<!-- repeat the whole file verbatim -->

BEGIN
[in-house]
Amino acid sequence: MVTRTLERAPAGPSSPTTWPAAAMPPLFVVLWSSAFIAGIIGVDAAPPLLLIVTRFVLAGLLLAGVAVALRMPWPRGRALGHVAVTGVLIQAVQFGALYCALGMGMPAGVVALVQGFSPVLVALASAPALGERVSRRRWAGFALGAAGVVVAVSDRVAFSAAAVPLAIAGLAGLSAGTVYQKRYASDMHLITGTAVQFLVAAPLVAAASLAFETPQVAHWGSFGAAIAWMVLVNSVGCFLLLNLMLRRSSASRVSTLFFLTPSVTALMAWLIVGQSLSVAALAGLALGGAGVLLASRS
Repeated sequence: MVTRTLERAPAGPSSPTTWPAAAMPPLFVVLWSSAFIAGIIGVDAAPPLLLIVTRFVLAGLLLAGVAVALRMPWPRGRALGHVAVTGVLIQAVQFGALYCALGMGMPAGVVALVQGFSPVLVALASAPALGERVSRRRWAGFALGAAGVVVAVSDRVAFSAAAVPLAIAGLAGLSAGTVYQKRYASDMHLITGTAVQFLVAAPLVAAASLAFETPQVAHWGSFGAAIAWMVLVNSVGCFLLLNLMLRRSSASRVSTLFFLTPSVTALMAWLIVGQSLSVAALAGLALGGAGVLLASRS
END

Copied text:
[in-house]
Amino acid sequence: MVTRTLERAPAGPSSPTTWPAAAMPPLFVVLWSSAFIAGIIGVDAAPPLLLIVTRFVLAGLLLAGVAVALRMPWPRGRALGHVAVTGVLIQAVQFGALYCALGMGMPAGVVALVQGFSPVLVALASAPALGERVSRRRWAGFALGAAGVVVAVSDRVAFSAAAVPLAIAGLAGLSAGTVYQKRYASDMHLITGTAVQFLVAAPLVAAASLAFETPQVAHWGSFGAAIAWMVLVNSVGCFLLLNLMLRRSSASRVSTLFFLTPSVTALMAWLIVGQSLSVAALAGLALGGAGVLLASRS
Repeated sequence: MVTRTLERAPAGPSSPTTWPAAAMPPLFVVLWSSAFIAGIIGVDAAPPLLLIVTRFVLAGLLLAGVAVALRMPWPRGRALGHVAVTGVLIQAVQFGALYCALGMGMPAGVVALVQGFSPVLVALASAPALGERVSRRRWAGFALGAAGVVVAVSDRVAFSAAAVPLAIAGLAGLSAGTVYQKRYASDMHLITGTAVQFLVAAPLVAAASLAFETPQVAHWGSFGAAIAWMVLVNSVGCFLLLNLMLRRSSASRVSTLFFLTPSVTALMAWLIVGQSLSVAALAGLALGGAGVLLASRS